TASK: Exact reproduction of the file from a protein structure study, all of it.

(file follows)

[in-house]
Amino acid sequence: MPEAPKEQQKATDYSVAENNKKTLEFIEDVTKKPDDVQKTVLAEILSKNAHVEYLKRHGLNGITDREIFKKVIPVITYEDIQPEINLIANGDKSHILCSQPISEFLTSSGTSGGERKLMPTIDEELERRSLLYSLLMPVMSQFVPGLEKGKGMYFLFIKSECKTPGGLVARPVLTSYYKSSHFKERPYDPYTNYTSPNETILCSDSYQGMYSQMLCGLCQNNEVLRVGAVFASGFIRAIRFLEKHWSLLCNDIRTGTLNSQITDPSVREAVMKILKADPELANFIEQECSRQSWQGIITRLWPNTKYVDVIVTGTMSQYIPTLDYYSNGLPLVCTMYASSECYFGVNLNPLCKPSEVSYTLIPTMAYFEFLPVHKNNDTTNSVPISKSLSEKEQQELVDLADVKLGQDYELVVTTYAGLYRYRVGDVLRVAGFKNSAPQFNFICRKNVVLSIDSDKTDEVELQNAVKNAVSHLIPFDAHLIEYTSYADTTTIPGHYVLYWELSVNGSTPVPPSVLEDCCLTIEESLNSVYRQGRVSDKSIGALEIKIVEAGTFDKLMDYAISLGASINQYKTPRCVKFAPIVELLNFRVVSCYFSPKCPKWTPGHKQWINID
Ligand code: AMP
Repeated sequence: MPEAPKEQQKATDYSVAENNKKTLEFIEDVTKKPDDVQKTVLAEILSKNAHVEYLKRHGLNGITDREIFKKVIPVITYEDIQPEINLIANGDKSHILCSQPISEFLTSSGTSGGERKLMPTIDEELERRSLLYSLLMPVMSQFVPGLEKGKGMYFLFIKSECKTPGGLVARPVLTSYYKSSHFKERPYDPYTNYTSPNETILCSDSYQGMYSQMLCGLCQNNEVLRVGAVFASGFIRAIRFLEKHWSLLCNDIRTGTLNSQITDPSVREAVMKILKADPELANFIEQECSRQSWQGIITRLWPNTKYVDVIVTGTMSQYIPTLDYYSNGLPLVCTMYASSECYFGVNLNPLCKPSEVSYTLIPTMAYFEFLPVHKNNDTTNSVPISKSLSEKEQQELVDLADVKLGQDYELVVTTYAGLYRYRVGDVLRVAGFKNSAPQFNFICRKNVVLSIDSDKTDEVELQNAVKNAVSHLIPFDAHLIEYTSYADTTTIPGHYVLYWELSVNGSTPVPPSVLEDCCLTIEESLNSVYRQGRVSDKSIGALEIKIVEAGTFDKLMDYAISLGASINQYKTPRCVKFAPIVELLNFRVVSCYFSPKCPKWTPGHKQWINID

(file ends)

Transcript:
[in-house]
Amino acid sequence: MPEAPKEQQKATDYSVAENNKKTLEFIEDVTKKPDDVQKTVLAEILSKNAHVEYLKRHGLNGITDREIFKKVIPVITYEDIQPEINLIANGDKSHILCSQPISEFLTSSGTSGGERKLMPTIDEELERRSLLYSLLMPVMSQFVPGLEKGKGMYFLFIKSECKTPGGLVARPVLTSYYKSSHFKERPYDPYTNYTSPNETILCSDSYQGMYSQMLCGLCQNNEVLRVGAVFASGFIRAIRFLEKHWSLLCNDIRTGTLNSQITDPSVREAVMKILKADPELANFIEQECSRQSWQGIITRLWPNTKYVDVIVTGTMSQYIPTLDYYSNGLPLVCTMYASSECYFGVNLNPLCKPSEVSYTLIPTMAYFEFLPVHKNNDTTNSVPISKSLSEKEQQELVDLADVKLGQDYELVVTTYAGLYRYRVGDVLRVAGFKNSAPQFNFICRKNVVLSIDSDKTDEVELQNAVKNAVSHLIPFDAHLIEYTSYADTTTIPGHYVLYWELSVNGSTPVPPSVLEDCCLTIEESLNSVYRQGRVSDKSIGALEIKIVEAGTFDKLMDYAISLGASINQYKTPRCVKFAPIVELLNFRVVSCYFSPKCPKWTPGHKQWINID
Ligand code: AMP
Repeated sequence: MPEAPKEQQKATDYSVAENNKKTLEFIEDVTKKPDDVQKTVLAEILSKNAHVEYLKRHGLNGITDREIFKKVIPVITYEDIQPEINLIANGDKSHILCSQPISEFLTSSGTSGGERKLMPTIDEELERRSLLYSLLMPVMSQFVPGLEKGKGMYFLFIKSECKTPGGLVARPVLTSYYKSSHFKERPYDPYTNYTSPNETILCSDSYQGMYSQMLCGLCQNNEVLRVGAVFASGFIRAIRFLEKHWSLLCNDIRTGTLNSQITDPSVREAVMKILKADPELANFIEQECSRQSWQGIITRLWPNTKYVDVIVTGTMSQYIPTLDYYSNGLPLVCTMYASSECYFGVNLNPLCKPSEVSYTLIPTMAYFEFLPVHKNNDTTNSVPISKSLSEKEQQELVDLADVKLGQDYELVVTTYAGLYRYRVGDVLRVAGFKNSAPQFNFICRKNVVLSIDSDKTDEVELQNAVKNAVSHLIPFDAHLIEYTSYADTTTIPGHYVLYWELSVNGSTPVPPSVLEDCCLTIEESLNSVYRQGRVSDKSIGALEIKIVEAGTFDKLMDYAISLGASINQYKTPRCVKFAPIVELLNFRVVSCYFSPKCPKWTPGHKQWINID